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UPDATED: Whip Counts Now Show Democrats With 216+ Solid Yes Votes

Lots of action in the last 20 minutes or so, so let’s go ahead and start a fresh thread.

David Dayen: listed 215 yes votes earlier, but did not account for Paul Kanjorski or Joe Donnelly, who have announced their intentions to vote for the bill in the last half-hour or so. That would bring his count to 217. Dayen’s total does include Bobby Rush, who still insisted on calling himself undecided as of this morning and to my knowledge has yet to revise that position. So call it 216 if you want to be conservative.

New York Times: This appears to be the most up-to-date count. They list 218 yes votes, counting Rush, or 217 without him.

CBS News: They also list 216 yes votes, not counting Rush — but also not counting Kanjorski. So this should be read as 217.

The Hill: lists 214 yes votes — but three of their four undecideds — Kanjorski, Cooper, Sanchez — have since come out in favor of the bill, which would bring their total to 217 as well.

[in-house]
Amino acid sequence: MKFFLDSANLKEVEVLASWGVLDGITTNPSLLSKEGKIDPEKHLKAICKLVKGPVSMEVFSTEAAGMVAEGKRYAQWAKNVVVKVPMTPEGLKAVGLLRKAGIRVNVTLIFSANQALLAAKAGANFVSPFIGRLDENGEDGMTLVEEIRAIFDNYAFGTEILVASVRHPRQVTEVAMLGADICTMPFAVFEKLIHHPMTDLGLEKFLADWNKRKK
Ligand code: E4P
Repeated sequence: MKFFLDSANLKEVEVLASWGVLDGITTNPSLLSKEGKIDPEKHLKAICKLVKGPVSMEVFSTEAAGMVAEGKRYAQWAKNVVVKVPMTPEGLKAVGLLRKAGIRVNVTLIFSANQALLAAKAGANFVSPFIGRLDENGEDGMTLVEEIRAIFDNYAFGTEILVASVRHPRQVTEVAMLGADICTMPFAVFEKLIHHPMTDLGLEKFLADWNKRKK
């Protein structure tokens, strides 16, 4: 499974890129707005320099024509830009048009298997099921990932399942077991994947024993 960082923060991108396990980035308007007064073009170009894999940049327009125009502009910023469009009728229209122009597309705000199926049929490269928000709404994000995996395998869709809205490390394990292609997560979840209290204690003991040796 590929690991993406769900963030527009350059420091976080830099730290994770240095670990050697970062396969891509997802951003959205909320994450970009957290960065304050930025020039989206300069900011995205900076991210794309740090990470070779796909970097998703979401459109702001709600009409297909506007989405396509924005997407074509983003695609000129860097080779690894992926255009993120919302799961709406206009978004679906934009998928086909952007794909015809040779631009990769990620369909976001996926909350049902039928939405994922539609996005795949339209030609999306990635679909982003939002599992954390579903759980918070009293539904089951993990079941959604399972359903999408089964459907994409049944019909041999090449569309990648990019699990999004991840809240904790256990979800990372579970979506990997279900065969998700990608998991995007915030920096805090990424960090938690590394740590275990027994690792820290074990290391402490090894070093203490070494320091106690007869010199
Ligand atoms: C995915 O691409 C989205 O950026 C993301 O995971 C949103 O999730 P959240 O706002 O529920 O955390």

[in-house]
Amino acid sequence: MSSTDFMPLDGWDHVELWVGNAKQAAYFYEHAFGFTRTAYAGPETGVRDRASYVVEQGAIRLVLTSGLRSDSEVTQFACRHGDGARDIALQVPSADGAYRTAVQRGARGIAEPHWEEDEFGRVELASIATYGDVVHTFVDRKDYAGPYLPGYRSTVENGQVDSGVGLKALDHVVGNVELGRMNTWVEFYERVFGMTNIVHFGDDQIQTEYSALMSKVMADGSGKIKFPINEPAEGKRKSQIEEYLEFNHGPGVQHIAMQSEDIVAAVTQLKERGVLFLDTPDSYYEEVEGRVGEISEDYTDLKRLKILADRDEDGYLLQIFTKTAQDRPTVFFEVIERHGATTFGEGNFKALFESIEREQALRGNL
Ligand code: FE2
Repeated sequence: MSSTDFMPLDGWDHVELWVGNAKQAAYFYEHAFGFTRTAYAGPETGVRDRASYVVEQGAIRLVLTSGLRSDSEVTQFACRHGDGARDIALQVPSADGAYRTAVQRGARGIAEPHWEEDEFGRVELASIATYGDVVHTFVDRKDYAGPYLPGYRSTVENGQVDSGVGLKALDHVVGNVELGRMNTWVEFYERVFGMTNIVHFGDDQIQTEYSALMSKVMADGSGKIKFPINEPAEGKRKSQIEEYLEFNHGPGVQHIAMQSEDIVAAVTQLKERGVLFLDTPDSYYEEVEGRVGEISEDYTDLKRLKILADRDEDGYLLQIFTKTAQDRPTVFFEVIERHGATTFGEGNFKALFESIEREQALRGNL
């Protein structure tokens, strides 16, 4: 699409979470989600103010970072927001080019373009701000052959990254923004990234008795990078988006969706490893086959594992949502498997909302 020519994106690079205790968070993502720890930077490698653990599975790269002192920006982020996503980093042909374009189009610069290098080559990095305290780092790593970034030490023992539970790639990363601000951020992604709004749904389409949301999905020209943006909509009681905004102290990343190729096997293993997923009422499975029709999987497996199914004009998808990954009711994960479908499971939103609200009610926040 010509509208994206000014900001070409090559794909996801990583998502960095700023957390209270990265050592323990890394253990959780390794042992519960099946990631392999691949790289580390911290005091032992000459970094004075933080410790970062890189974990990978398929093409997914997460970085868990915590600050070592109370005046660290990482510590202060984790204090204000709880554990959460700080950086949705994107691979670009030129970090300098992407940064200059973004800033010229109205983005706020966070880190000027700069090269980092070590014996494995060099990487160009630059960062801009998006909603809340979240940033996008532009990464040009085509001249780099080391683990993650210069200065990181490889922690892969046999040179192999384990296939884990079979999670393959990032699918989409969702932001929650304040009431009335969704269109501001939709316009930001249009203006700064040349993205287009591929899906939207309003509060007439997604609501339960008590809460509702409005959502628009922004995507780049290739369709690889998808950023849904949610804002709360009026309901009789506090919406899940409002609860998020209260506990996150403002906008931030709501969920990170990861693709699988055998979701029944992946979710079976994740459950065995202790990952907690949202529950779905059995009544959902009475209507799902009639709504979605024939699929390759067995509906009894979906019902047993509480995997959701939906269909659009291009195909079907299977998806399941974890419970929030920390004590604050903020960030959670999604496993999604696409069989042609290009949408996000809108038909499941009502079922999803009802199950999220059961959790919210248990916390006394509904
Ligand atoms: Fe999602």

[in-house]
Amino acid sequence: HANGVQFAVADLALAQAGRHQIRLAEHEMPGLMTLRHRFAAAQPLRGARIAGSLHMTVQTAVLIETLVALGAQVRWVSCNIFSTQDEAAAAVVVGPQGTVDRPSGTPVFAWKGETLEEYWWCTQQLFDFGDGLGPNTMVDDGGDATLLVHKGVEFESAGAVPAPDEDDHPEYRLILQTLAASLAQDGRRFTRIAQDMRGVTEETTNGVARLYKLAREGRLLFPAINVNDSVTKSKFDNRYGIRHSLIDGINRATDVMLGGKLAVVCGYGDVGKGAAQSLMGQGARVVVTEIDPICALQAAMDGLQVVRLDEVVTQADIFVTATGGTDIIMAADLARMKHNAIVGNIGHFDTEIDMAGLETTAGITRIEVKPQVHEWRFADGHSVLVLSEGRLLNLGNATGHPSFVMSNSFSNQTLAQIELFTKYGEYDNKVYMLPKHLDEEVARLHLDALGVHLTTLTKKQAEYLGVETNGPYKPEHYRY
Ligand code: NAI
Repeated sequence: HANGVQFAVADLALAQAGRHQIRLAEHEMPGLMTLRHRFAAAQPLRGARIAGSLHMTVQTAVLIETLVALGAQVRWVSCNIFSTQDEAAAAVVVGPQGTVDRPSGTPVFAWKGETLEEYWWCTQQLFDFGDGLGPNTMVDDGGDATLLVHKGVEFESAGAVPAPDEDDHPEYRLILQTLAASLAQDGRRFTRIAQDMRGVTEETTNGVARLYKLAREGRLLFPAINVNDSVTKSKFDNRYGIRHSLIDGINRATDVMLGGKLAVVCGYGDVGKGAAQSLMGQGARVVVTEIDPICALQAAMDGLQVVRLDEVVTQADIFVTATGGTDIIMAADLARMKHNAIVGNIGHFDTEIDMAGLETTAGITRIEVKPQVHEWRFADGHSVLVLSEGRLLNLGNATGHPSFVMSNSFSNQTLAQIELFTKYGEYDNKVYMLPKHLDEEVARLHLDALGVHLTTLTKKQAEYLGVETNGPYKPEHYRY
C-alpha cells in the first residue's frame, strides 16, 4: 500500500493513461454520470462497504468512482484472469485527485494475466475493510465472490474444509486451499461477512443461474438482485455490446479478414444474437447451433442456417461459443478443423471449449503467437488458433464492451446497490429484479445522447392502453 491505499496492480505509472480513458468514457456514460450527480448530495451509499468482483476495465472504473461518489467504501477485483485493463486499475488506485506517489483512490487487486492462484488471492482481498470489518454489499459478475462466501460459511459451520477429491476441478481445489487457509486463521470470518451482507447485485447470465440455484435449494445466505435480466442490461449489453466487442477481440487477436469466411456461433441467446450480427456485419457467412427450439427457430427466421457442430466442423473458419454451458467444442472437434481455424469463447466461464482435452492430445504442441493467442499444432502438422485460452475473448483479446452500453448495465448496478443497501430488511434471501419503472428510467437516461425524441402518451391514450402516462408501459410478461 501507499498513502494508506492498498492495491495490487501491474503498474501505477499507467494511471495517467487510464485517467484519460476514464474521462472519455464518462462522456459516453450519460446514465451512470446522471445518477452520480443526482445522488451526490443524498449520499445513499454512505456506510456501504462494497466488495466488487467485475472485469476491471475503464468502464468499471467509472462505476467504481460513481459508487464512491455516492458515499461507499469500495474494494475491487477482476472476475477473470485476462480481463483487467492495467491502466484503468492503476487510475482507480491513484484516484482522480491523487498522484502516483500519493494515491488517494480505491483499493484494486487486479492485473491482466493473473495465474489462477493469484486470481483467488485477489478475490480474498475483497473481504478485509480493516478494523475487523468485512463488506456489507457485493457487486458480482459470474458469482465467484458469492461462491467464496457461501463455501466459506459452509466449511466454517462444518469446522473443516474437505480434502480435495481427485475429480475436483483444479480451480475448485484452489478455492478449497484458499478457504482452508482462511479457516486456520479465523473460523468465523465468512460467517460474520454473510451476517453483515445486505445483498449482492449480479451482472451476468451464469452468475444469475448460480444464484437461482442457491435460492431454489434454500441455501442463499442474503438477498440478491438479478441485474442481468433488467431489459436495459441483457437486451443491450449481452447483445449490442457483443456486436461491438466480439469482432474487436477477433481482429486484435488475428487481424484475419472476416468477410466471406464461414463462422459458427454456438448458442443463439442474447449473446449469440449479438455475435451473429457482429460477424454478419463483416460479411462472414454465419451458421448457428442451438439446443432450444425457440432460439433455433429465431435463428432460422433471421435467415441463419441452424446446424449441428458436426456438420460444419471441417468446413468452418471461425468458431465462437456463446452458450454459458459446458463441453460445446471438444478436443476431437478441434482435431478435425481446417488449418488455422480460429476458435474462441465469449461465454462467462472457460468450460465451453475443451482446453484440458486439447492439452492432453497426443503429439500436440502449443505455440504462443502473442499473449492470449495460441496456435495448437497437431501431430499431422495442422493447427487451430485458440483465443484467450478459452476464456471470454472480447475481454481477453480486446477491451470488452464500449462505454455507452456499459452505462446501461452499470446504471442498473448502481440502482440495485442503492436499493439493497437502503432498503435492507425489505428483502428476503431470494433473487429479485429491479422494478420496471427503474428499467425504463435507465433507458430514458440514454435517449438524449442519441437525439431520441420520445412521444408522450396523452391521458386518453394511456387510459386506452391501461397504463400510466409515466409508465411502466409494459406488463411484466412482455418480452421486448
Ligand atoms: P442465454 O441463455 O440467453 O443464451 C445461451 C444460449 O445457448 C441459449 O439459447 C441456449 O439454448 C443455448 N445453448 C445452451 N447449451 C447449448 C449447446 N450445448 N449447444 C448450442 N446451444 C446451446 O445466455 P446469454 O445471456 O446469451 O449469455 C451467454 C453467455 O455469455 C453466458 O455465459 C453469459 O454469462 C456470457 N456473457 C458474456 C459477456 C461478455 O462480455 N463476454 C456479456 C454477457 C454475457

[UPDATED] Washington Post: 216, not counting Rush, but they’ve also not yet counted Sanchez — so this is also 217.

Lastly, the White House has said it expects to get about 220 yes votes. That’s my best guess too, although there will be two different dynamics pulling on legislators once the roll call is taken. On the one hand, if passage looks assured, anybody who had an objection to the bill will have the opportunity to vote against it without seeming to kill it; on the other hand, some other legislators might want to be on the “right side of history”, yadda yadda, and will get caught up in the momentum. It still wouldn’t completely surprise me if representatives who would suffer little electoral consequence from voting no — such as John Tanner, who is retiring, Mike Arcuri, who is highly vulnerable to a primary challenge, or Stephen Lynch, who comes from a quite liberal district, wind up voting yes on the bill after all. The vote of the lone Republican to support the bill in November, Joseph Cao, could also come back into play now that a compromise on abortion language has been reached. But there could also be one or two surprise nos.

Nate Silver founded and was the editor in chief of FiveThirtyEight.